I have a new New Year's resolution: I will no longer vote for democrats or republicans. Given a good choice I plan on casting my ballot for third party candidates. Why? You might reasonably ask. I don't enjoy throwing my vote away. Yet that it exactly the result with our current two-party system of intransigence and political maneuvering. It's all about control. Who has it? Whose going to get it back. Long gone is a spirit of compromise to get the job done. Any job. Ted Kennedy, despite his fiery rhetoric, worked across the aisle. That kind of perspective died with him as did his dream of health care reform. The victory of Republican Scott Brown in Massachusetts was a set-back not only for Obama's legislative goals, and much-needed health care reform, but is an indication of how dysfunctional we are as a nation.

Someone please tell me how affordable health care, one where the insurance companies don't run the show, is a bad thing. Do Republicans like the idea of an individual being denied coverage because of a pre-existing condition? Even with limits on abortion access and the dropping of a public option Republicans still wouldn't vote for it? It certainly wasn't a perfect bill, but governance isn't about perfection. It's about fixing problems and making life better for citizens. The Republicans aren't interested in health care reform just like the Democrats aren't interested in giving tax breaks to the wealthiest of Americans. They would rather prey on people's fears and cater to special interests.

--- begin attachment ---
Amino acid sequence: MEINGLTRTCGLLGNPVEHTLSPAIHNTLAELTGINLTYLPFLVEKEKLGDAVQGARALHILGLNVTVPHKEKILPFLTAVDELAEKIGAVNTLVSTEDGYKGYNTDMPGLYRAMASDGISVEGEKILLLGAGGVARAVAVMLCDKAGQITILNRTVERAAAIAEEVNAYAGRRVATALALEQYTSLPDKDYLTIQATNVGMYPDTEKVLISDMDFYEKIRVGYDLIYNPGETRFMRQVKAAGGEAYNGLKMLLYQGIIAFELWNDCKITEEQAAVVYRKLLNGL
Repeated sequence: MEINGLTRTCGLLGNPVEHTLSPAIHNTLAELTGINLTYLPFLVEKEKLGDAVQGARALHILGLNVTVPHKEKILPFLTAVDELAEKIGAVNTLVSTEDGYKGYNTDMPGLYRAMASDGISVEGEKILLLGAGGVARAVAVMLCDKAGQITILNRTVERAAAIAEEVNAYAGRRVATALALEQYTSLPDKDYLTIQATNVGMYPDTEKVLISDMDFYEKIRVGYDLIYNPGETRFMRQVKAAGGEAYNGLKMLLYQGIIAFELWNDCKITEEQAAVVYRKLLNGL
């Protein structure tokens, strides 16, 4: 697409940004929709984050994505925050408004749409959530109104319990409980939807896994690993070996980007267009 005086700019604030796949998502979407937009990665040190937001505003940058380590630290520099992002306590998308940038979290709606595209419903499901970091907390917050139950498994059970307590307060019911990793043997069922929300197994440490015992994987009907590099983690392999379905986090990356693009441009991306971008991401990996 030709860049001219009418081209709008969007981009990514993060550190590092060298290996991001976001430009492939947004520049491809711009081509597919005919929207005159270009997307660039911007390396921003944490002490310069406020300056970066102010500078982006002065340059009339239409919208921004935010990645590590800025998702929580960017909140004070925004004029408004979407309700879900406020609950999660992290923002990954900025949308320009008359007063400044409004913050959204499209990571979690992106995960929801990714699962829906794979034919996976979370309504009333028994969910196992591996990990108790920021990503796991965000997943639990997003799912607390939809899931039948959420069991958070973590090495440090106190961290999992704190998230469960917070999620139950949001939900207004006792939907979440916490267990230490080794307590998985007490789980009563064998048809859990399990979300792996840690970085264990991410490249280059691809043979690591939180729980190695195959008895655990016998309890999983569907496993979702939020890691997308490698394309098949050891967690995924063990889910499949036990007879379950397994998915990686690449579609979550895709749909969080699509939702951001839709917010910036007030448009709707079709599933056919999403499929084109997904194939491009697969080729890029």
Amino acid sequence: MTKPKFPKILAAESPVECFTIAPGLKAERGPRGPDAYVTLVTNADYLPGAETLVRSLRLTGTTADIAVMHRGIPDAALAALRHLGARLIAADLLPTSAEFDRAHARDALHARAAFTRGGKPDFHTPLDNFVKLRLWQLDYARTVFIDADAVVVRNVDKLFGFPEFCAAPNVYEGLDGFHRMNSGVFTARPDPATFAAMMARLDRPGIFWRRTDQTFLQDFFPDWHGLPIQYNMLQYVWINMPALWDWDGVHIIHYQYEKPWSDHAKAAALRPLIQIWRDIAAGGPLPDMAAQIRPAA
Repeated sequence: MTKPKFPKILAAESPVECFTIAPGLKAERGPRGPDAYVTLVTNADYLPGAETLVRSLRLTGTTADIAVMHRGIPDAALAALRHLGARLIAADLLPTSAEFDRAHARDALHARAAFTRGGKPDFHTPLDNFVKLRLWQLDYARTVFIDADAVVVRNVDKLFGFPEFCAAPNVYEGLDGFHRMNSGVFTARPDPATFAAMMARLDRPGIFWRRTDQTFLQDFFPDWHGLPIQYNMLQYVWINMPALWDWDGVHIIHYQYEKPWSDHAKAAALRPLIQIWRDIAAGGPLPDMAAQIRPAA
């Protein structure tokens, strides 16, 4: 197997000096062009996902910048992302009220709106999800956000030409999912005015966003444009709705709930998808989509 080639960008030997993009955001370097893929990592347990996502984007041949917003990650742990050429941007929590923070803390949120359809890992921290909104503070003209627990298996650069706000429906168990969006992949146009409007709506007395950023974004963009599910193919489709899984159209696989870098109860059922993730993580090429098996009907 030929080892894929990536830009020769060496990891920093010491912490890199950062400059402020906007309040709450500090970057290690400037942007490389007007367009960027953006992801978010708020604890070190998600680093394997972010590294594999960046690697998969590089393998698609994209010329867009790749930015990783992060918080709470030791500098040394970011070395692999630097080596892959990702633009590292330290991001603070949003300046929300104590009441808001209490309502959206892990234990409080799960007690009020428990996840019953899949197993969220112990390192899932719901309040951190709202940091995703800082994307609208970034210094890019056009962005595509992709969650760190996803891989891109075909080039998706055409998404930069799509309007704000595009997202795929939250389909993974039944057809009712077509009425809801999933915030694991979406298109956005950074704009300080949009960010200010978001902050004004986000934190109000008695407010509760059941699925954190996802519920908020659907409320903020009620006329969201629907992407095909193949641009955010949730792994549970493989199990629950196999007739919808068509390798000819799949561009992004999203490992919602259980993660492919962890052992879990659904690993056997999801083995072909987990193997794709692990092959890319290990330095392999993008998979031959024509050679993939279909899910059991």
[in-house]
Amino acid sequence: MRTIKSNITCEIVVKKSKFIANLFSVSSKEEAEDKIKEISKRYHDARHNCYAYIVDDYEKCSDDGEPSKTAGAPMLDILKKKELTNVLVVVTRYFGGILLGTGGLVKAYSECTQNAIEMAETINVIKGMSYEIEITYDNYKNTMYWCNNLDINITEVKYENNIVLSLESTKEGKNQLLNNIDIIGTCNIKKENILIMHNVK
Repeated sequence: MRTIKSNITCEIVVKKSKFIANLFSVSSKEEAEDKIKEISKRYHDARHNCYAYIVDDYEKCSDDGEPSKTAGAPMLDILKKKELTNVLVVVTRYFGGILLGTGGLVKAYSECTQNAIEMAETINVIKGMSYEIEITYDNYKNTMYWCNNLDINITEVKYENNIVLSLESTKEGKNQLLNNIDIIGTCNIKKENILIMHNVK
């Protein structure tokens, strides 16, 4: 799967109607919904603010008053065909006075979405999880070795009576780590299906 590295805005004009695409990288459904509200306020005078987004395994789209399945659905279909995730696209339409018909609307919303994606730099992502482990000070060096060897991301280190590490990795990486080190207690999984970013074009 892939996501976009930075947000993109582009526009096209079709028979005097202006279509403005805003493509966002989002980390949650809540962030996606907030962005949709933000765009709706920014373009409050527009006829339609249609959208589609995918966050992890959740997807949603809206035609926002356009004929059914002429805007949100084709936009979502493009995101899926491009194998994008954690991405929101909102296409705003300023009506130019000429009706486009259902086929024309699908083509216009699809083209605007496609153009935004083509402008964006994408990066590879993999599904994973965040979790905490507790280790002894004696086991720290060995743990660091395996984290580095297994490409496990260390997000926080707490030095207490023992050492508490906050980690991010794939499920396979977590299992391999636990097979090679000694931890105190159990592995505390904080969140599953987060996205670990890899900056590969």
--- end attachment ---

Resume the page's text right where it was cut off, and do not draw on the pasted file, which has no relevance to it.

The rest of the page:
Still, the Democrats are no saints, and are just as guilty of stubbornness and unreasonableness. Despite their speeches and promises every politician just wants to get reelected and so the endless cycle of campaigning, elections and money and 24-hour news analysis continues. The party out of power has become the equivalent of a spoiler, existing only to criticize and bide its time until it can return to prominence. My guy won. Your gal lost. Has it really become that childish? So that's why I'll be voting for a third-party candidate. Someone who isn't beholden to politics as usual. And most importantly, someone who the other two major parties will have to negotiate with to pass legislation. It's time we start demanding our politicians actually do something beyond simply getting reelected. Let's set some term limits. That way if they don't do anything while in office they won't have the luxury of doing nothing forever. Fresh blood and fresh thinking.


As I type this my beloved Minnesota Vikings are playing the New Orleans Saints in the AFC Championship game. They are currently behind by a touchdown with a little under 8 minutes to play. It is a good thing I am not watching the game on television. Instead, due to a Sunday work shift at the reference desk I am forced to check online for score updates. This helps by blood pressure immensely.

When I was a boy of 11 I watched the Vikings lose a Super Bowl for the fourth time. They have not been back since although fans will remember how close we came in 1998. Through the intervening years I have followed the team (and football in general) with less and less interest. Surely a string of losing seasons had something to do with it, but I've also enjoyed my Sundays more, freed from the roller coaster ride that is professional sports.

All that changed when Brett Favre came to Minnesota this past August, with a 39-year-old arm and a Super Bowl dream that wouldn't quite die. That would also be a good way to describe my own feelings as a long-suffering Minnesota Vikings fan. I still have a boyhood dream of that one elusive victory. I see a mass of purple celebrating as over 40 years of heartbeat disappear in a single moment. Will it happen this year? The next? Never? I wish I could say with certainty that I believe it will happen in 2010. I can almost say that, but not quite. I am a Vikings fan after all.